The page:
New Market, Old Rivalry
Argentina and Brazil are working slowly toward setting up their Mercosur common market by the end of the year. If they succeed, the 4.6-million-square-mile area they create Jan. 1, 1995 with Paraguay and Uruguay will join such megamarkets as the North American Free Trade Agreement (NAFTA) and the European Economic Area.
Annual trade within Mercosur has already tripled to around $8.0 billion in the three years since the project began. But as the leaders of the bloc's four nations prepare for their half-yearly summit next Monday in Colonia, Uruguay, the soundtrack is one of gnashing teeth rather than romantic music.
Argentine and Brazilian officials - their rivalries fueled by the enormous difference between their economic achievements in recent years - are openly trading barbs and nasty remarks. Economy Minister Domingo Cavallo, who tamed Argentina's once-rampant inflation to just over 7 percent in 1993, said this week he was glad that his country was not following Brazil's example of more than 2,500 percent inflation last year.
Angered by such remarks and by Mr. Cavallo's comments that Brazil only exports surpluses, Brazilian officials pointed out that more than two-thirds of Argentina's exports are farm-based.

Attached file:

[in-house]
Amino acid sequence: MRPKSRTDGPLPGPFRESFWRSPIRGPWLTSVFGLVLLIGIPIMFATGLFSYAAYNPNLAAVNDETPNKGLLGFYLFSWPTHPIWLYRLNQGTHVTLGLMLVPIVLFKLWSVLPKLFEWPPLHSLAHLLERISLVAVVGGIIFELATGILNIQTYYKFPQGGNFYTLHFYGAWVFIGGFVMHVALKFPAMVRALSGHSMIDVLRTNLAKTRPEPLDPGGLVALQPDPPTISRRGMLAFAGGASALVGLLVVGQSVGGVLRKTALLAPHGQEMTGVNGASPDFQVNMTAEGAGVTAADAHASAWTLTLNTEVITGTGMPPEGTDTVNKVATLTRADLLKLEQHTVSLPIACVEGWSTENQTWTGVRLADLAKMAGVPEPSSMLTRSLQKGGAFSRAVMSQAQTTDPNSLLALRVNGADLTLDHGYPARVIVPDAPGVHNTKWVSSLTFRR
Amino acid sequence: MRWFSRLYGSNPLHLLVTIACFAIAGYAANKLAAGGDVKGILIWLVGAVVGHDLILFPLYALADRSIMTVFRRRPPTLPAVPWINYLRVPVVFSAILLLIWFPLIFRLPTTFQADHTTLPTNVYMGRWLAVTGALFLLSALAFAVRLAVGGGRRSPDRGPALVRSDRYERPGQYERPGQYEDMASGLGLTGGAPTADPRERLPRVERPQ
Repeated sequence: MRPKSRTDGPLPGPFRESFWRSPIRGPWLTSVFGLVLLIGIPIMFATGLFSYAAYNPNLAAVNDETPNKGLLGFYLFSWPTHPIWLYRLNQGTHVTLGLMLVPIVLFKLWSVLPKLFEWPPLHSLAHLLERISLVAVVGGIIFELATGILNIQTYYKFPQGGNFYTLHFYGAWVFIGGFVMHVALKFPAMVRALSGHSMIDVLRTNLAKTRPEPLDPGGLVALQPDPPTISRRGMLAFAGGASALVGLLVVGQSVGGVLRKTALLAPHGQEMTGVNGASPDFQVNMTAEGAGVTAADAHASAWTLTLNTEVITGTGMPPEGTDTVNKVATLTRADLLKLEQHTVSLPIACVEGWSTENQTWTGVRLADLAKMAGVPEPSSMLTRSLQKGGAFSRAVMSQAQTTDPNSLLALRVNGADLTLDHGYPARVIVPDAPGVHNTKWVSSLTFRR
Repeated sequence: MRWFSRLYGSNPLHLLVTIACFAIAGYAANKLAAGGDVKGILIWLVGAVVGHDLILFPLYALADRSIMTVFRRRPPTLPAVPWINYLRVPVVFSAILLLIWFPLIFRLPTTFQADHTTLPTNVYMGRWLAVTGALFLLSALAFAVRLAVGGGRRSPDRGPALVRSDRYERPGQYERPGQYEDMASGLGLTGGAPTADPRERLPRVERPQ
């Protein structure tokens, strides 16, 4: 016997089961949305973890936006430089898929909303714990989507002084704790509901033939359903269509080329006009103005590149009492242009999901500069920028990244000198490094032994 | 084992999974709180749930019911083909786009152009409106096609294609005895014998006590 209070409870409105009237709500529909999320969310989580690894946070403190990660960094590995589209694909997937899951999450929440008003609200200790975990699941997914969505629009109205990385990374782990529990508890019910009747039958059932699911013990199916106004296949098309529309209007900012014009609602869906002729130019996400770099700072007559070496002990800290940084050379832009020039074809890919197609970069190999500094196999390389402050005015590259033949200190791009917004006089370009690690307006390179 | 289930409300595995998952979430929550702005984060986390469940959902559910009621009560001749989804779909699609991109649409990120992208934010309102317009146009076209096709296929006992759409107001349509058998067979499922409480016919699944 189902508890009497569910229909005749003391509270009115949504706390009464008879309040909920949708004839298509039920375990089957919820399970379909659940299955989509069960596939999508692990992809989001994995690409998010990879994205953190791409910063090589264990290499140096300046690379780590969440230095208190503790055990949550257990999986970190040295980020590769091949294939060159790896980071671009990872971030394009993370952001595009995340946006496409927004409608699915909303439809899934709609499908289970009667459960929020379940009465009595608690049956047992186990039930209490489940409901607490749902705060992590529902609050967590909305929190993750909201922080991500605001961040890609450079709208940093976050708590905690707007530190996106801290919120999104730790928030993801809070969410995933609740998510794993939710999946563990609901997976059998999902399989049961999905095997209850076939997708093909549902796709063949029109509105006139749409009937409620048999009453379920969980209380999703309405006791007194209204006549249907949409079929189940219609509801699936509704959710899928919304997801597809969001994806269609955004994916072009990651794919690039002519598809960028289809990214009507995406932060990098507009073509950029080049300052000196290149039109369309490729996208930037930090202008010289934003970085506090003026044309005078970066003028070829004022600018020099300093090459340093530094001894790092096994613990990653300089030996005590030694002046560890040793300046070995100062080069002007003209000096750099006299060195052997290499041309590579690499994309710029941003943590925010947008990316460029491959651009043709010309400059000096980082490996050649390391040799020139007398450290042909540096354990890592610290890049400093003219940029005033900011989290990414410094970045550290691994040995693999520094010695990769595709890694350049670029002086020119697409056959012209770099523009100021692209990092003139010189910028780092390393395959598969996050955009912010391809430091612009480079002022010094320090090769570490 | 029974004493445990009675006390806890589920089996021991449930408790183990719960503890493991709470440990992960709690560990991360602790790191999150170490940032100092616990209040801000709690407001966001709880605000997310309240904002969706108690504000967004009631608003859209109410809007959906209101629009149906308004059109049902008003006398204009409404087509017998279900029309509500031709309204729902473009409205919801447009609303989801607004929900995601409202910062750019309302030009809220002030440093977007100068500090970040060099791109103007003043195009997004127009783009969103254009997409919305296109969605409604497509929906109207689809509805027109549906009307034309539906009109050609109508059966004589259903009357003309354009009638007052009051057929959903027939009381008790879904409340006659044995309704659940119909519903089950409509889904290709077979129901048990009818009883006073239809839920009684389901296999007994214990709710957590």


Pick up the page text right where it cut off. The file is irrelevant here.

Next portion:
Meanwhile, Argentina, concerned about the loss of a traditionally secure market, is threatening to drag Brazil before world-trade arbiters over its purchase of what Buenos Aires charges is subsidized Canadian wheat.
The formal summit issue is the common external tariff that Mercosur will apply to imports from third-world countries - a must in any common market in order to prevent goods flooding into a member state at a lower rate than they would face next door.
While officials are predicting that leaders will miss the Jan. 1 deadline, tariffs have already been settled for about 85 percent of the 10,000 products covered by customs listings, either to come into force next Jan. 1 or on sliding scales between now and the year 2001.
The maximum tariff is 20 percent, which officials point out is well below the 35 percent cap recently agreed upon as part of the Uruguay Round of negotiations in the General Agreement on Tariffs and Trade.
``Mercosur is aiming for a low common external duty, [so as to be] a vehicle for the globalization of the economy and not an obstacle,'' says Jorge Herrera Vegas, Argentina's economic integration secretary.
Business leaders in Brazil and Argentina say they hope to profit from larger markets once Mercosur is in place, and major companies have already set up dozens of alliances in the past couple of years.
Uruguay, which envisions for itself a future in Mercosur akin to Luxembourg's role as a banker to the European Union, has said it is rooting for the project. So is Paraguay, which looks set to become the region's main electricity producer with its giant dams.
Chile, which spurned its neighbors' offers to join early on, has been invited to attend the summit this time, as has landlocked Bolivia - a would-be member cold-shouldered by the others because of its membership in the Andean trade pact.